Slavin Vlasic, Getty Punk rock pioneer and recent Broadway star Billie Joe…
- Posted on Jan 10th 2012 5:15PM by Sarah Kurchak
Now, as one of the stars of the touring production of 'American Idiot,' the Broadway musical inspired by the Green Day album -- currently in the middle of its run at the Toronto Centre For The Arts before criss-crossing the U.S. -- he suffers from a whole lot of crippling, agonizing nothing. Playing Will, a young man forced to stay home while his two friends leave to conquer their post-9/11 existential crises in the big city, Epstein remains glued to a couch for the whole show.
Epstein spoke to Spinner about the challenges he faces in 'American Idiot,' his love of Green Day, the idea of collaborating with his former 'Degrassi' costar Drake and those 'Glee' rumours.
What is the demographic of 'American Idiot?'
What's been really interesting about the audience for this show is the range. It's everyone from rock fans or Green Day fans that have never seen theatre before to avid subscription-based theatre-goers that see really intense, artistic theatre all the time.
You yourself are a Green Day fan. Your bio says you saw them when you were twelve and it blew your mind.
It was the first concert that I'd ever been to in my life. It sort of opened up my eyes to performing in front of people and gave me an urge to grab a guitar and get up in front of people and perform.
Were you a fan of the 'American Idiot' album when it came out?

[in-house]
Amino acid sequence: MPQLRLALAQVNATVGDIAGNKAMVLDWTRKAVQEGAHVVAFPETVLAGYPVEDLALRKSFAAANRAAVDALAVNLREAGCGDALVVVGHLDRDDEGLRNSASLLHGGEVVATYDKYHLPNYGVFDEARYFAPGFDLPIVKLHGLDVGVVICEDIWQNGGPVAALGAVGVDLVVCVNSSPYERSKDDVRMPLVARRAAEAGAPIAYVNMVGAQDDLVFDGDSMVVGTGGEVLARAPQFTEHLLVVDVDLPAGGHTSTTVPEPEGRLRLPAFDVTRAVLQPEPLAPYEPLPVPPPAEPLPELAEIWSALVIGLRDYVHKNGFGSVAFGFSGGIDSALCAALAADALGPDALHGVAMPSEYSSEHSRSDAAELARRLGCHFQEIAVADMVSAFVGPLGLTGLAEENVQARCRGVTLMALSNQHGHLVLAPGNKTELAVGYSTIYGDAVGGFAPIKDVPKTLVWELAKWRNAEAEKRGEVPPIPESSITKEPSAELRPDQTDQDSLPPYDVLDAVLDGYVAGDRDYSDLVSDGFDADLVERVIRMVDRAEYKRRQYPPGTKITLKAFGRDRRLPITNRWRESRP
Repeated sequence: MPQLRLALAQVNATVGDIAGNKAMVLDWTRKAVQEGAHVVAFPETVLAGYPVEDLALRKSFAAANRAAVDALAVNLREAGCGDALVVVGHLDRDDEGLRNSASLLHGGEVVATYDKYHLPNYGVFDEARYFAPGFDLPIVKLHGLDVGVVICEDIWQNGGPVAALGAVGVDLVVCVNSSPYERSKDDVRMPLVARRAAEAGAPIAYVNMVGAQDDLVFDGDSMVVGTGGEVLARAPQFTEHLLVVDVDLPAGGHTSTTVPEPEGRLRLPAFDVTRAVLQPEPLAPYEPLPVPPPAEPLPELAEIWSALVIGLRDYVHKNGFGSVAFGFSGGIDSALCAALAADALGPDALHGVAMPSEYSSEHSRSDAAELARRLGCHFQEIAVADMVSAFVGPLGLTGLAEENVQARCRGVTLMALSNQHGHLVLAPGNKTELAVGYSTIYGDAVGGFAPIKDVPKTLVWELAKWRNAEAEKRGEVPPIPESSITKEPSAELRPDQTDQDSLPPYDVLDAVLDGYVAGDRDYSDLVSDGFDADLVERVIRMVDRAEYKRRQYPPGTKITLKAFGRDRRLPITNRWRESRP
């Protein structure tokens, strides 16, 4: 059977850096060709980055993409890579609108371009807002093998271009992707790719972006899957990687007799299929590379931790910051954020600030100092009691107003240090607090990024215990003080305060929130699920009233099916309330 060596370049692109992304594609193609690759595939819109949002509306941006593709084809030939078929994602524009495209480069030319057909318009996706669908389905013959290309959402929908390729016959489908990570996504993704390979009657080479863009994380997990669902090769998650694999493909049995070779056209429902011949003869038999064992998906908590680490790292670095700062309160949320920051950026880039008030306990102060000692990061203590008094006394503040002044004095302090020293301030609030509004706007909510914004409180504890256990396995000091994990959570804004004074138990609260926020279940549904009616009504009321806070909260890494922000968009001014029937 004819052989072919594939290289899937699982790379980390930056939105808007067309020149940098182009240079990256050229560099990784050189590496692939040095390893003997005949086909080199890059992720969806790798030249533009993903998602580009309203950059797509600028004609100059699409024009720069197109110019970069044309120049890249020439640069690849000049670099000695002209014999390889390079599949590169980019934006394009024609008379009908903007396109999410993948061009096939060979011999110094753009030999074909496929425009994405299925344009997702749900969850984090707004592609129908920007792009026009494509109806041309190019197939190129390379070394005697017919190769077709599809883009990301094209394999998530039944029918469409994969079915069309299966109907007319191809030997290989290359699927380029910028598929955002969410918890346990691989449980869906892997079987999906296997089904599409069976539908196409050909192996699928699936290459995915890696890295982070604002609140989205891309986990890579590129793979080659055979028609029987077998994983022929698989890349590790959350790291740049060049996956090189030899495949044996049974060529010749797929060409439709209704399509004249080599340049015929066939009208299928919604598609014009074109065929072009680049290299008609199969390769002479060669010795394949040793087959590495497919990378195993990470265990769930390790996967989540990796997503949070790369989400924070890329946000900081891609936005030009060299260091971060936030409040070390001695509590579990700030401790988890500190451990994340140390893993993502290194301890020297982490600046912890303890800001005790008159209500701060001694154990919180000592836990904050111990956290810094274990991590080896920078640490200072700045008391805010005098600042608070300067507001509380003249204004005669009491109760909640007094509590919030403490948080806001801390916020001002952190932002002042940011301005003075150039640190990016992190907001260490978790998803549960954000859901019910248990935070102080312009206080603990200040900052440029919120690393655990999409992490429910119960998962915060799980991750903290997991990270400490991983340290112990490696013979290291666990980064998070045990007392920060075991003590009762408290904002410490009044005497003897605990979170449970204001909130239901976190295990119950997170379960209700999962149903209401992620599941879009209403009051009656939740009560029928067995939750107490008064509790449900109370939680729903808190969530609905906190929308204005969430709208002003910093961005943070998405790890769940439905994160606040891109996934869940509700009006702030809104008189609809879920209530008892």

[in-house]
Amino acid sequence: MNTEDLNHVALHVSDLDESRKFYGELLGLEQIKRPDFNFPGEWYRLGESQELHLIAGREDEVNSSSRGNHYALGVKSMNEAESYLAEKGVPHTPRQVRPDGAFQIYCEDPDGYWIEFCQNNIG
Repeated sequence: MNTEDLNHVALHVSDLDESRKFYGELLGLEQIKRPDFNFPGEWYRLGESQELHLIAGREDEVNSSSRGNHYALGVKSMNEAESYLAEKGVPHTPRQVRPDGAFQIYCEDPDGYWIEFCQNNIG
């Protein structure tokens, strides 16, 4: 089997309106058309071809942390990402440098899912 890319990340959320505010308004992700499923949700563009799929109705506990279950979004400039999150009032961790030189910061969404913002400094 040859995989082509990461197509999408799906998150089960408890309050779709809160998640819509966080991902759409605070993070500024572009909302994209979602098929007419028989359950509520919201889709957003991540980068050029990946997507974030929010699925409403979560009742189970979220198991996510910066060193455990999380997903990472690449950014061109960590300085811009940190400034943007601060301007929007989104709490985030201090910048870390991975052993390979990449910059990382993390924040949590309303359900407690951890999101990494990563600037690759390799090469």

To be totally honest, I was into funk music at that time. The thing came out and I'd heard it, but I didn't get that into it. I had a friend who was a huge Green Day fan who was obsessed with the album. So I remember him talking to me about it, telling me that I had to listen [but] I was a huge 'Dookie' fan. When I knew that ['Spring Awakening' director] Michael Mayer was making a musical out of it, that's when I started listening to the album, because I really love and respect Michael. And then I couldn't put it down. I just kept listening to it, trying to figure out what it all meant.
The plot of 'American Idiot' is fairly abstract. Is it a challenge as an actor fill out the story and your role?
I almost think it's the opposite. The characters are pretty archetypal. They're large and you get the sense of who they are through song, which is sometimes difficult to fully understand the nuance in it. The job of the actor is to keep it really real and be aware that there's a lot of abstract plot and a lot of abstract poetry in 'American Idiot' -- and to make peace with that without trying to make it into something that it isn't. But for me, I'm on the stage the whole show. It feels quite realistic. I'm literally there, left out, sitting down on a couch. So there's a lot of stuff to play off and play with.
I just wanted Will to get off the couch!
A lot of people have said that. Like "Oh my God! You could have just gotten up, walked off the couch." I was like "I know! I want to so badly."